After Deloitte, I had the possibility to work with a startup, Nukern, developing a SaaS application related to hosting automation and billing. I was only there maybe for 8 months, but it has been a great experience. I also had to manage a small team for the first time. Again, I was probably not at the right place, at the right time. I was honestly probably not ready to invest as much time in a startup that I was not a co-founder.


More recently, I developed Kantoku, an IT GRC application that allows organizations to manage their assets, risks, controls, documents, compliance requirements and audits. I am really proud of this application, and it was also the beginning for my own company. Throughout the years, I did so many projects on the web. However, Kantoku is really different in a way that it is directly related to my professional field. Nonetheless, I am not quite ready to be working full-time on Kantoku. More about that in a further post. I also did a few consulting mandates during that time.


Anyhow, I was looking to go back full-time as an employee after finishing Kantoku development. I am really proud to say that I got an amazing offer from PwC as a senior associate for their Montreal office. I am definitely looking forward to this new opportunity, and I consider myself lucky to have that second chance in a Big 4.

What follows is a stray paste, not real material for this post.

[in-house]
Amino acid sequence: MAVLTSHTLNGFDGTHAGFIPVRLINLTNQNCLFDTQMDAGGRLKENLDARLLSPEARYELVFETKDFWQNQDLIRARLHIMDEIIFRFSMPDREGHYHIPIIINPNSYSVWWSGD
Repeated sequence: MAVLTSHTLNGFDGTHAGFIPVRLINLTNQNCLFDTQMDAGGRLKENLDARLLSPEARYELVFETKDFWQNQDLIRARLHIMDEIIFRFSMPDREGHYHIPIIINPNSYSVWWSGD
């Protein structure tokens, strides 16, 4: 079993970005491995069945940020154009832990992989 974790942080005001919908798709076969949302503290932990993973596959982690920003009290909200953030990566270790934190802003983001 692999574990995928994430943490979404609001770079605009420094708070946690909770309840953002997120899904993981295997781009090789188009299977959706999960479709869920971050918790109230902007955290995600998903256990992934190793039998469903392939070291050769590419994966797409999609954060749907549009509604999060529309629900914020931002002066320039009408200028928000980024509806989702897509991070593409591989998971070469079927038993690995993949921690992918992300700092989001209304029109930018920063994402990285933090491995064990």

With this post, I wanted to point out that it is not always as straightforward after university. I had a well-defined plan in my head during my bachelor, but it did not work out exactly how I was expecting it. But, I am sure that it was for the best, and I would probably do the same choices. Now, time for a new beginning.

CISA exam passed, now the required experience